clear
Sunday February 7th, 2016 10:55PM
5:27PM ( 5 hours ago ) Weather Alert

Venezuela leader expels US officials amid protests

By The Associated Press
CARACAS - President Nicolas Maduro's government on Monday gave three U.S. Embassy officials 48 hours to leave the country, accusing the Obama administration of siding with student protesters that Venezuela accuses of inciting violence.

The announcement by Foreign Minister Elias Jaua came amid fears that renewed clashes could erupt Tuesday when both pro- and anti-government activists hold demonstrations in the capital.

Jaua said the senior U.S. consular officers were trying to infiltrate Venezuelan universities, the hotbed of the recent unrest, under the cover of doing visa outreach. Repeating charges by Maduro, who has expelled American diplomats twice before, Jaua said the U.S. is conspiring with opposition leader Leopoldo Lopez and student activists in an attempt to oust the socialist president.

The U.S. denied the charges, and is expressing concern about rising violence that led to three deaths last week during anti-government demonstrations and about the government's attempts to block peaceful protests.

Secretary of State John Kerry said Saturday that Lopez's arrest would have a "chilling effect" on Venezuelans' right to free expression.

More than 1,000 students, who have spent the past week on the streets alternating between peaceful protests by day and battles with police at night, marched on Monday to Venezuela's telecommunications regulator to demand it lift all restrictions on the news media's coverage of the unfolding political crisis. There were no reports of new disturbances.

Several journalists have been harassed and detained. Colombia's news channel NTN24 was taken off cable television while covering protests Wednesday that ended in a battle between student demonstrators and security forces backed by armed pro-government militias.

Three people were killed during those clashes last week - two students and a pro-government demonstrator. News videos and photographs taken at the time indicate at least one of the students was killed when pro-government militia members fired directly at protesters.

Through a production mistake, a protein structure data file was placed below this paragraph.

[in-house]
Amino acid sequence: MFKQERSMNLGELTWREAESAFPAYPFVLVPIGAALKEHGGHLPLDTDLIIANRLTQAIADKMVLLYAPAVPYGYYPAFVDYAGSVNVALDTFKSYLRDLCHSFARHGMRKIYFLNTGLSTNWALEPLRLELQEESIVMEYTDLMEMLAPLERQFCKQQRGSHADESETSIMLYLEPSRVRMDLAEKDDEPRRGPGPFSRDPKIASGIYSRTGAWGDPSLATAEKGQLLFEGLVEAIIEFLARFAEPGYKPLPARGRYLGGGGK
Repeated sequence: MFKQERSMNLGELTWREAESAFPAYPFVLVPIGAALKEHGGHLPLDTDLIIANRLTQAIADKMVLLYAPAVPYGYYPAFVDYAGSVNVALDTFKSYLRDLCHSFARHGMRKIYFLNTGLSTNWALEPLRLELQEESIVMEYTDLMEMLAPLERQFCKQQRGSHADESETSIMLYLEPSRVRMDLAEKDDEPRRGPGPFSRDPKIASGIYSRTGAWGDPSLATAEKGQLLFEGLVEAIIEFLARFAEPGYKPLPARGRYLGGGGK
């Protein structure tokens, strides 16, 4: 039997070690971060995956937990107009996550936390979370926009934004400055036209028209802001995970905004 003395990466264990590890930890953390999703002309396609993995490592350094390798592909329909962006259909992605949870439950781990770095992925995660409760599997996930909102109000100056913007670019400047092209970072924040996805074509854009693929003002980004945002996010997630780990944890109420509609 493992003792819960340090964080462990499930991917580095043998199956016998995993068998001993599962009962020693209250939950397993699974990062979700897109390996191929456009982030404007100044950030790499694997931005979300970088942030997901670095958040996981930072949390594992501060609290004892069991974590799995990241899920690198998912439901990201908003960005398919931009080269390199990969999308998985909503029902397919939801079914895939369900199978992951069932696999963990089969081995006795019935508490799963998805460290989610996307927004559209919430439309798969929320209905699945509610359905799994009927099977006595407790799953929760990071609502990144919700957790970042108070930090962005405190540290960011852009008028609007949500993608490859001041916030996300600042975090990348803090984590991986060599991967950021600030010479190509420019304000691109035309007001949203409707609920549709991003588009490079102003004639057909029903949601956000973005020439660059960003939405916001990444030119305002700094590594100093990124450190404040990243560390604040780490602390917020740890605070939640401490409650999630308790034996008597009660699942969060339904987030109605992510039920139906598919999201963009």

Maduro accuses Lopez of being behind the violence and of leading a "fascist" plot to overthrow him two months after his party's candidates won mayoral elections by a landslide. At a rally with thousands of supporters Saturday, Maduro dared Lopez, a Harvard-educated former mayor, to turn himself in after a court ordered his arrest on charges ranging from homicide to vandalism of public property.

Lopez said he doesn't fear going to jail to defend his beliefs. In a video message Sunday, he called on supporters to march with him in white shirts Tuesday to the Interior Ministry, where he'll deliver a petition demanding the government protect citizens' rights to peacefully protest.

"I haven't committed any crime," said Lopez, who hasn't been seen in public since a Wednesday night news conference after the bloodshed. "If there is a decision to legally throw me in jail I'll submit myself to this persecution."

To avoid another violent clash, Lopez aides have rerouted their Tuesday protest away from the central plaza in Caracas where a competing march of pro-government oil workers will take place.

Maduro called for the Tuesday march by supporters in a televised address Sunday in which he accused the U.S. of trying to stir up unrest to regain dominance of South America's largest oil producer.

As evidence to support those claims, Jaua on Monday presented what he said was a series of emails from embassy officials from 2009-11 soliciting funding from Washington to support student groups in Venezuela. He said more recent communications also exist, but are under wraps during an investigation.